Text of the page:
Neal Pollard

Since I was a little boy, I’ve heard the frets and tsks

Of spilled juice and food stains, and other soiling risks

End caps have threatened to come off, legs seemed near collapse

Faithfully we’ve scrubbed and hammered, to avoid “what ifs” and “perhaps”

The fabric fades with time and use, the joints are loosed with sitting

And many the lady and the man have saved them by nails and knitting

Let’s get a few more years from them, the cost to replace is too great

We’ll bolt them down and prop them up, and save them from an awful fate

But what is the condition of the pews, when speaking metaphorically.

By that I mean the people on them, as we’ve used the phrase historically.

If too many are old and dying, and no efforts are made to reach others.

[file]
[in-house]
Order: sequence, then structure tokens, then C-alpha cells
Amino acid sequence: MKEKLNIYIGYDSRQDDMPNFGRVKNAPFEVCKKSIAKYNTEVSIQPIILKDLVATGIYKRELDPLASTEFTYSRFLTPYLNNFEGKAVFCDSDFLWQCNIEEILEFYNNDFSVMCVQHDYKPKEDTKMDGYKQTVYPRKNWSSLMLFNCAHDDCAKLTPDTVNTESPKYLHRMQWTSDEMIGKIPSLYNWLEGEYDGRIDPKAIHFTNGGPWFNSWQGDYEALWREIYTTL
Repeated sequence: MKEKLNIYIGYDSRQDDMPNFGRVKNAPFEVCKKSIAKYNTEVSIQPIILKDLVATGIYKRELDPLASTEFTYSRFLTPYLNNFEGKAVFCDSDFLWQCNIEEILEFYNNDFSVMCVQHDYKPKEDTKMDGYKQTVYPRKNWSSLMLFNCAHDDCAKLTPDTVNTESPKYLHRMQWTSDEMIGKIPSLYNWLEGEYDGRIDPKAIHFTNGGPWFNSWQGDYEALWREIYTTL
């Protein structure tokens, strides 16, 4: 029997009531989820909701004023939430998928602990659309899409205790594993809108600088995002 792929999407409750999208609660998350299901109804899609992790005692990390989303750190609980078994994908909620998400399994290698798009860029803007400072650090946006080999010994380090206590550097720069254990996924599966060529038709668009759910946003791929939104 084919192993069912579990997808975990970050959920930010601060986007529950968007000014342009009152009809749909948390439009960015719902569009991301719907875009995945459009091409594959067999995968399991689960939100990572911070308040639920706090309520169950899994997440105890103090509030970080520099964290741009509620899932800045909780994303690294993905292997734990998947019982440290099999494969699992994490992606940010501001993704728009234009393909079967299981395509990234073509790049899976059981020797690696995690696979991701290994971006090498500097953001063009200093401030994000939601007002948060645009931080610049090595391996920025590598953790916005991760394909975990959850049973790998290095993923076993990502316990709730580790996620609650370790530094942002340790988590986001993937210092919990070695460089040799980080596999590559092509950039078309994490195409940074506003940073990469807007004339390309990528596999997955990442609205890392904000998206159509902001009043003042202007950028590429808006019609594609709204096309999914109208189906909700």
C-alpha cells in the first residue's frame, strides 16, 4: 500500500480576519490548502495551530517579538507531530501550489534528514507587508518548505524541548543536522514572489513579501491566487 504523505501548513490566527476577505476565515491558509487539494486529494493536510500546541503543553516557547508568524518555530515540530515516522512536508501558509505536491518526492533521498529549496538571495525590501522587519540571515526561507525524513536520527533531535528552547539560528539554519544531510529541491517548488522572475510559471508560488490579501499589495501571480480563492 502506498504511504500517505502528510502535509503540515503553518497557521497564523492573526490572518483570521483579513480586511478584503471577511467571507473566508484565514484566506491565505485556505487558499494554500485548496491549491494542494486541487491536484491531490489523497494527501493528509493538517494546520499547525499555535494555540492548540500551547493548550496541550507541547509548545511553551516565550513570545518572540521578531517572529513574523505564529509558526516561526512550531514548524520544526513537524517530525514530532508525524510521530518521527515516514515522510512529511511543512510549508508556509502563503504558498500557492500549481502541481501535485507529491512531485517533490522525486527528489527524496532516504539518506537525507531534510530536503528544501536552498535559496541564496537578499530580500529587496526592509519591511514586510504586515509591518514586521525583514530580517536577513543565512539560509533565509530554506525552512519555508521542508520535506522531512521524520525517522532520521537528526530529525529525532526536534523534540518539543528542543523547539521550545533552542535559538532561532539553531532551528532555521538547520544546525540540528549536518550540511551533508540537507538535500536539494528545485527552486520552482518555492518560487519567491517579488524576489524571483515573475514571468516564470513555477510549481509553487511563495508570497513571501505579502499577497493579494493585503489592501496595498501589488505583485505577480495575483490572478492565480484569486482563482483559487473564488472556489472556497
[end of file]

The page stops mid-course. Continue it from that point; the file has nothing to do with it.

Those pews will look sparse and scattered from lack of sisters and brothers.

If those who use them think of Christian living as only time spent on them

They will not take their faith into a daily walk spent with Him.

I love the pews, the people that are striving to be more useful

Who love the Lord, who live that love, and refuse to be “excuse-full.”

They come and worship, with eyes all bright, and voices blending gladly

They help the sick, they reach the lost, they want to serve God badly.

What are you doing for the pews, for those who through Christ you’re related?

Is your love for those upon the pew growing stronger or has it abated?

The next time you go to take your seat and settle in for the worship time

Reflect a moment on these words set in this simple rhyme,

“What will I do to save the pew?  How much can I afford?

When I show care for every pew, I’m saying I love the Lord.”


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